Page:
Open your figurative language journal:
Personification is giving human qualities to things that are not human. You can personify objects, concepts or animals.
Example: OBJECT: My computer hates me! (computers cannot hate; that is a human quality)
CONCEPT: Time marches on. (time cannot march; again, a human quality)
ANIMAL: The birds sang in chorus. (birds cannot sing in a sense that humans can)
- Date it, and title the page PERSONIFICATION.
- Write down the definition and three examples you make up or find on your own.
- Choose one of them to illustrate.
1. On your own paper, write the object being personified and the meaning of the personification.
The wind sang her mournful song through the falling leaves. ( Wind = Was blowing through the leaves)
The microwave timer told me it was time to turn my TV dinner. (Timer = Beeped after it was done)
The video camera observed the whole scene.
The strawberries seemed to sing, "Eat me first!"
The rain kissed my cheeks as it fell.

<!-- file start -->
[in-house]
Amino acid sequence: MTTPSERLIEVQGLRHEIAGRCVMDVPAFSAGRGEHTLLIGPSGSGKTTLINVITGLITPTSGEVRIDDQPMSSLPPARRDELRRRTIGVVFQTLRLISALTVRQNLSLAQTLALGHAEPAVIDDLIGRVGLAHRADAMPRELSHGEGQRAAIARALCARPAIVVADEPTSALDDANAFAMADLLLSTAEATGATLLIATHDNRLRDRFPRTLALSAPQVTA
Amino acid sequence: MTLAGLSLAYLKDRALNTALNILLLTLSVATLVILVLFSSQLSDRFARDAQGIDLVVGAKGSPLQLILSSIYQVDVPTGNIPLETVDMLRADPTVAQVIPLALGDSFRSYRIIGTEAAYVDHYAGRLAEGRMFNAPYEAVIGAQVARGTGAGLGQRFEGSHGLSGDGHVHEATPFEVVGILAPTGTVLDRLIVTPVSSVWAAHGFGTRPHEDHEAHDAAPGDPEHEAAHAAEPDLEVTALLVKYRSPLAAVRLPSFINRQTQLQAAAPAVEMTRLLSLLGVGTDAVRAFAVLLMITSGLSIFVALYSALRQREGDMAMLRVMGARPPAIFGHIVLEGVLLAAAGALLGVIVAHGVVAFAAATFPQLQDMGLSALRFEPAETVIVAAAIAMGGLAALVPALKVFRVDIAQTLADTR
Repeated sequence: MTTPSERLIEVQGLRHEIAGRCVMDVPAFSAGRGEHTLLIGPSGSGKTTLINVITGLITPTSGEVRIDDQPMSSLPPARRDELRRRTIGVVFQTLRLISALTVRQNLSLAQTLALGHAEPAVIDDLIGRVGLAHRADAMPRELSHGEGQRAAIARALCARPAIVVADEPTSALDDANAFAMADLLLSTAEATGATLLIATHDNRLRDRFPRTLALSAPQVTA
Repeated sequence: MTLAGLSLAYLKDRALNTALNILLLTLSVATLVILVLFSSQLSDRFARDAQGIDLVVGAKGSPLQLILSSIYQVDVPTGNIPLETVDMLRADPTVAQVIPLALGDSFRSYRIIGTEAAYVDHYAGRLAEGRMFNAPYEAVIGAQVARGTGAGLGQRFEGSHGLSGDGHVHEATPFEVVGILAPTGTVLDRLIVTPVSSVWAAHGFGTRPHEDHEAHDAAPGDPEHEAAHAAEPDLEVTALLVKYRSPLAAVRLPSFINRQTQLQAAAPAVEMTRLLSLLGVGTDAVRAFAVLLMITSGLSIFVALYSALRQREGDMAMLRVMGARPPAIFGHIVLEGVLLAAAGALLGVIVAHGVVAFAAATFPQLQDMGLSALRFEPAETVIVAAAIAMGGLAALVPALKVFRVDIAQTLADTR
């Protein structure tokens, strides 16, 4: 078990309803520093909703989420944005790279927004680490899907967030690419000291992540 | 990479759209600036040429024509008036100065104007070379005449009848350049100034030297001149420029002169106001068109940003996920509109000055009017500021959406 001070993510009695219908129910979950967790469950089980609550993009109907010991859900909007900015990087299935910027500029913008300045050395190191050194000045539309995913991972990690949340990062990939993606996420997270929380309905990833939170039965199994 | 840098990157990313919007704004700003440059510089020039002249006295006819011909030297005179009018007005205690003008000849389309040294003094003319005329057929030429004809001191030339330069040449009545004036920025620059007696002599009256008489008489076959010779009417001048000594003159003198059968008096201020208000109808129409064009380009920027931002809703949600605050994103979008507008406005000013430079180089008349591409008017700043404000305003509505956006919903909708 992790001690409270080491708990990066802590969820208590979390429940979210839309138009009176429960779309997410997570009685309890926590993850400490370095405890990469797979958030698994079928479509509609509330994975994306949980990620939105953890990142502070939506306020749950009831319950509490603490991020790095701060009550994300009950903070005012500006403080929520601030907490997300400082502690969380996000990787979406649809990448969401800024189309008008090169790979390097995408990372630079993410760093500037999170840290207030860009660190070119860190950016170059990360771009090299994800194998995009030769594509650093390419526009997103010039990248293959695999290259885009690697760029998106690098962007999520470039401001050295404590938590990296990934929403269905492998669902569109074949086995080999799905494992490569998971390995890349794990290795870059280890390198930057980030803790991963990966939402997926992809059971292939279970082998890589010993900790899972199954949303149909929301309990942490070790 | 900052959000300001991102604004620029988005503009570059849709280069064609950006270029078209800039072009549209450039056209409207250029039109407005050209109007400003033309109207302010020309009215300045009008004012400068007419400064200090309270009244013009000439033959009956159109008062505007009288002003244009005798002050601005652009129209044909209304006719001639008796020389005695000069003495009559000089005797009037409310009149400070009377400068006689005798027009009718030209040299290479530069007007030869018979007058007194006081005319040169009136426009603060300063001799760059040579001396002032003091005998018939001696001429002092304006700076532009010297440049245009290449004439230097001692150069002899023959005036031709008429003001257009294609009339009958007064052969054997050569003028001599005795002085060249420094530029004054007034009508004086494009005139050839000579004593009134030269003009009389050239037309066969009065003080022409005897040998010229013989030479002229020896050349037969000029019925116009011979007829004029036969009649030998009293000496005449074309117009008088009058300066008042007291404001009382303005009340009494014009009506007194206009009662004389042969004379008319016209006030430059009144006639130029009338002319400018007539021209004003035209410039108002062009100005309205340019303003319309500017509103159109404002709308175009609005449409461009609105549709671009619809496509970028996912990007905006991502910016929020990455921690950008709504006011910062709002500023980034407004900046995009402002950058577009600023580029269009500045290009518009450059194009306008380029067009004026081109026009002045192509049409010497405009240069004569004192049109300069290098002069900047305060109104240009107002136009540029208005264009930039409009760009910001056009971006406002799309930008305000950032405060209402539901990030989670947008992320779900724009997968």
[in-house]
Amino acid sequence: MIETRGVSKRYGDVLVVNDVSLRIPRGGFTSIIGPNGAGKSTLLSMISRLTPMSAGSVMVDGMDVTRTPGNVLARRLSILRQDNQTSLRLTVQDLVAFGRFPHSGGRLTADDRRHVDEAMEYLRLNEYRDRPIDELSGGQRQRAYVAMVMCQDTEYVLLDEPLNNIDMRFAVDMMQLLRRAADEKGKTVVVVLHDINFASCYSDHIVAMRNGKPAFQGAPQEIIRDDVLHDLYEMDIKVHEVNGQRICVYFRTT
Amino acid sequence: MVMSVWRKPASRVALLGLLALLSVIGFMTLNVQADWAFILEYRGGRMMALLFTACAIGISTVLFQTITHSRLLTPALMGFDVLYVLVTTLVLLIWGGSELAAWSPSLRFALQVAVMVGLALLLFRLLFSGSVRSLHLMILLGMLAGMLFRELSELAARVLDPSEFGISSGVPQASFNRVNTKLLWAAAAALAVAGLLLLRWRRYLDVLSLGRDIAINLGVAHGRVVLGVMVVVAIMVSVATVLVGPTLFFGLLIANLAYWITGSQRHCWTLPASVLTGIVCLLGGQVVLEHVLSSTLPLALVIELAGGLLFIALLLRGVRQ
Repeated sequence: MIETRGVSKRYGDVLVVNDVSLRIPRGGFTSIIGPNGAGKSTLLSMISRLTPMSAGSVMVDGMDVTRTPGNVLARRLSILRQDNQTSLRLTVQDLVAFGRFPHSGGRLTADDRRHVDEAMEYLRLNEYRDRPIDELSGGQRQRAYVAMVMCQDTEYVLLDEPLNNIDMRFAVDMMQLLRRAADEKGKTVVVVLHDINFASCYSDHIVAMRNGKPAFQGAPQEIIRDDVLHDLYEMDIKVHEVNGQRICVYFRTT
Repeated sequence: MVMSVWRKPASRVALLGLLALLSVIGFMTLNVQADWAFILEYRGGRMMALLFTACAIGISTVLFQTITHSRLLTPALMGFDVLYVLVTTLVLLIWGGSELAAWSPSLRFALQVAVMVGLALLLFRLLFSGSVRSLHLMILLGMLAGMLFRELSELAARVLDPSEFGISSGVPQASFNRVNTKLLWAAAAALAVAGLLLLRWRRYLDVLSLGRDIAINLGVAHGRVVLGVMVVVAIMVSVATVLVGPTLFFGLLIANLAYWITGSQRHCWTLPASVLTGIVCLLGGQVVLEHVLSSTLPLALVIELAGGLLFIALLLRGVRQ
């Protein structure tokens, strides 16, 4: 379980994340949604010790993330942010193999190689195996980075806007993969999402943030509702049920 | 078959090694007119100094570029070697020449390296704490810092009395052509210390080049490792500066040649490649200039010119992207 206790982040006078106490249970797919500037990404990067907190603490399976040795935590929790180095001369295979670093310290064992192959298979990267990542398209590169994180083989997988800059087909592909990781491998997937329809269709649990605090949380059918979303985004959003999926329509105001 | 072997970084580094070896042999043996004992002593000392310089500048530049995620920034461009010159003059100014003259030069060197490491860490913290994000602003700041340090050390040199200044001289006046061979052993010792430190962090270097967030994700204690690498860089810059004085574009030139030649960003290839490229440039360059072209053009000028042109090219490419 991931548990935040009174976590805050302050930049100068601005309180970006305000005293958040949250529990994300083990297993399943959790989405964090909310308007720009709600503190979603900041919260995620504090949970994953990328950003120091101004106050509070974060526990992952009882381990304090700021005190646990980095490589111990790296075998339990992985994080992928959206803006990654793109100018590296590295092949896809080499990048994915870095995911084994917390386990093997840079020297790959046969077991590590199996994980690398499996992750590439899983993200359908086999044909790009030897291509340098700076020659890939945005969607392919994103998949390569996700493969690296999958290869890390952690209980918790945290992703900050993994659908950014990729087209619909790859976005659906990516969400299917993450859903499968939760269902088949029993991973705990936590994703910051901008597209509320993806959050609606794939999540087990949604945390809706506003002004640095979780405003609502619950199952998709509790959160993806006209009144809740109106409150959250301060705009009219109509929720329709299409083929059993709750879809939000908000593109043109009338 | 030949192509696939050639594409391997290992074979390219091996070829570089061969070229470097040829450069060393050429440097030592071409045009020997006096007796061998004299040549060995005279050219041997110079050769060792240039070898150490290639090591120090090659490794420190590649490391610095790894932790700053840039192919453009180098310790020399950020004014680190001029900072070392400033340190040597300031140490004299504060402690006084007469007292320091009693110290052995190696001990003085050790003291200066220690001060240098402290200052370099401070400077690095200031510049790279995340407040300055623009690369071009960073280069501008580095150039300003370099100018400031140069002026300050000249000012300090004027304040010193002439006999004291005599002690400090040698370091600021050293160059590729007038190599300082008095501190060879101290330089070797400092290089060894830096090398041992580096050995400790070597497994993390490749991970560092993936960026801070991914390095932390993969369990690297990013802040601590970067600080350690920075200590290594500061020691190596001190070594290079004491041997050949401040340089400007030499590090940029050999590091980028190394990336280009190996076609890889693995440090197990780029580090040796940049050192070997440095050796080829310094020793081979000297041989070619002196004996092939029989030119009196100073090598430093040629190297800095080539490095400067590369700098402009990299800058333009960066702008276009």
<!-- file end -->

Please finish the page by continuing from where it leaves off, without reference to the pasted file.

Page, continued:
The daffodils nodded their yellow heads at the walkers.
The water beckoned invitingly to the hot swimmers.
The snow whispered as it fell to the ground during the early morning hours.
The china danced on the shelves during the earthquake.
10. The car engine coughed and sputtered when it started during the blizzard.
Now: Fold a white sheet of paper into four sections.
- Divide each section into two columns: label one column "literal meaning" and second column "figurative meaning."
- Choose four of the examples from the above activity to illustrate the literal meaning and the figurative meaning.
- For example, if I were doing number nine, I would draw the dishes dancing in the literal column and dishes shaking on the shelves in the figurative meaning column.
- Label each illustration with the personification example sentence, color them, and keep it to pass in with your journal.
2. Click on the link below and play the game.